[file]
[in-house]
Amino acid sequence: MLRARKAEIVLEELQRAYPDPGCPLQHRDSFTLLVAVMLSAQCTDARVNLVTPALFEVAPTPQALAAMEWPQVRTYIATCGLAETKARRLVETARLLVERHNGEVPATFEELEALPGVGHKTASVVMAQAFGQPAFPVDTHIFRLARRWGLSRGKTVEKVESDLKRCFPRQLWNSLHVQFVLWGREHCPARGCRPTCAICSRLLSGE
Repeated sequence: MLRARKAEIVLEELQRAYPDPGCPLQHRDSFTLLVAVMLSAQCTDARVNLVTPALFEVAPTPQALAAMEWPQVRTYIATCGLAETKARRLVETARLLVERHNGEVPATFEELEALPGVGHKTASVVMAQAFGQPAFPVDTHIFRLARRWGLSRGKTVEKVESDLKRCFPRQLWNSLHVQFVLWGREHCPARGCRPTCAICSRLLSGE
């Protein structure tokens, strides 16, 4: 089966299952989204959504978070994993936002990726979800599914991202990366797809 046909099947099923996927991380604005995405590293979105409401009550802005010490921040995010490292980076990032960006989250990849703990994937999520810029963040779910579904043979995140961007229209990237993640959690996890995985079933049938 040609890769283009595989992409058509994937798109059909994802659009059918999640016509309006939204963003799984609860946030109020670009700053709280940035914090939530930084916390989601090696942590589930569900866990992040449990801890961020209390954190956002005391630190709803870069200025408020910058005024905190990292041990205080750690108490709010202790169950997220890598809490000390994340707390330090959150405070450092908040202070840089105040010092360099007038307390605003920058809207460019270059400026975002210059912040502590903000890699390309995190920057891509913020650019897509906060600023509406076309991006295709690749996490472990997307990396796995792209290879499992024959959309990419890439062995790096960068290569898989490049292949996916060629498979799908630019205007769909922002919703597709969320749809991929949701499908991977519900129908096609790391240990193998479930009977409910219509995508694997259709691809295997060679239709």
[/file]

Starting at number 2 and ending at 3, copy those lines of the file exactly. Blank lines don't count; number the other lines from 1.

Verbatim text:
Amino acid sequence: MLRARKAEIVLEELQRAYPDPGCPLQHRDSFTLLVAVMLSAQCTDARVNLVTPALFEVAPTPQALAAMEWPQVRTYIATCGLAETKARRLVETARLLVERHNGEVPATFEELEALPGVGHKTASVVMAQAFGQPAFPVDTHIFRLARRWGLSRGKTVEKVESDLKRCFPRQLWNSLHVQFVLWGREHCPARGCRPTCAICSRLLSGE
Repeated sequence: MLRARKAEIVLEELQRAYPDPGCPLQHRDSFTLLVAVMLSAQCTDARVNLVTPALFEVAPTPQALAAMEWPQVRTYIATCGLAETKARRLVETARLLVERHNGEVPATFEELEALPGVGHKTASVVMAQAFGQPAFPVDTHIFRLARRWGLSRGKTVEKVESDLKRCFPRQLWNSLHVQFVLWGREHCPARGCRPTCAICSRLLSGE